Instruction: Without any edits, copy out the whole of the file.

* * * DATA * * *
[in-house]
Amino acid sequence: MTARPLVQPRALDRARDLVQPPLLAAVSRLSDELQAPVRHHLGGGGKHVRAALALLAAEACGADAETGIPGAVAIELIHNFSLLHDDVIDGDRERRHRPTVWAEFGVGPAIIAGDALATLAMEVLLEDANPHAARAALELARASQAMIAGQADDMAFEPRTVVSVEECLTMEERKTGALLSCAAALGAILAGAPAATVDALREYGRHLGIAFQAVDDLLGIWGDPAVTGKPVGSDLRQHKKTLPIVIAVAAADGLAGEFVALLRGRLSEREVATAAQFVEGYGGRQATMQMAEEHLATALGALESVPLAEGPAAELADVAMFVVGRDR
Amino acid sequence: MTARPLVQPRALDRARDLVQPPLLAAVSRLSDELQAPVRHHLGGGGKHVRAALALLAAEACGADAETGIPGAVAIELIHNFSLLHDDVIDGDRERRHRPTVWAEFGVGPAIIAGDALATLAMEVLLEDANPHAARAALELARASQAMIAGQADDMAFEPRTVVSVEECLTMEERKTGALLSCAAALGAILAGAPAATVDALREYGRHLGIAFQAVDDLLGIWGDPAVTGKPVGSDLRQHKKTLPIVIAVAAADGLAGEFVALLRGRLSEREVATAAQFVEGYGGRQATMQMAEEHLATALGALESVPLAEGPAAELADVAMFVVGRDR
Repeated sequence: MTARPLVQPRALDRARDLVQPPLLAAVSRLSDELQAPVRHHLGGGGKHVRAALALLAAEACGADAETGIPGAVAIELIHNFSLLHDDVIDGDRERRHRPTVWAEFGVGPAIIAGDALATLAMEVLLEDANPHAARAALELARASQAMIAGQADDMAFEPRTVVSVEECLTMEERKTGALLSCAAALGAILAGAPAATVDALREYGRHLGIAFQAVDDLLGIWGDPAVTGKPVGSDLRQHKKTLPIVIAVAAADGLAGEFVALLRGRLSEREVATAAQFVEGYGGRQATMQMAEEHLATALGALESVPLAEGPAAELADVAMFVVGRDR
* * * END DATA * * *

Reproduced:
[in-house]
Amino acid sequence: MTARPLVQPRALDRARDLVQPPLLAAVSRLSDELQAPVRHHLGGGGKHVRAALALLAAEACGADAETGIPGAVAIELIHNFSLLHDDVIDGDRERRHRPTVWAEFGVGPAIIAGDALATLAMEVLLEDANPHAARAALELARASQAMIAGQADDMAFEPRTVVSVEECLTMEERKTGALLSCAAALGAILAGAPAATVDALREYGRHLGIAFQAVDDLLGIWGDPAVTGKPVGSDLRQHKKTLPIVIAVAAADGLAGEFVALLRGRLSEREVATAAQFVEGYGGRQATMQMAEEHLATALGALESVPLAEGPAAELADVAMFVVGRDR
Amino acid sequence: MTARPLVQPRALDRARDLVQPPLLAAVSRLSDELQAPVRHHLGGGGKHVRAALALLAAEACGADAETGIPGAVAIELIHNFSLLHDDVIDGDRERRHRPTVWAEFGVGPAIIAGDALATLAMEVLLEDANPHAARAALELARASQAMIAGQADDMAFEPRTVVSVEECLTMEERKTGALLSCAAALGAILAGAPAATVDALREYGRHLGIAFQAVDDLLGIWGDPAVTGKPVGSDLRQHKKTLPIVIAVAAADGLAGEFVALLRGRLSEREVATAAQFVEGYGGRQATMQMAEEHLATALGALESVPLAEGPAAELADVAMFVVGRDR
Repeated sequence: MTARPLVQPRALDRARDLVQPPLLAAVSRLSDELQAPVRHHLGGGGKHVRAALALLAAEACGADAETGIPGAVAIELIHNFSLLHDDVIDGDRERRHRPTVWAEFGVGPAIIAGDALATLAMEVLLEDANPHAARAALELARASQAMIAGQADDMAFEPRTVVSVEECLTMEERKTGALLSCAAALGAILAGAPAATVDALREYGRHLGIAFQAVDDLLGIWGDPAVTGKPVGSDLRQHKKTLPIVIAVAAADGLAGEFVALLRGRLSEREVATAAQFVEGYGGRQATMQMAEEHLATALGALESVPLAEGPAAELADVAMFVVGRDR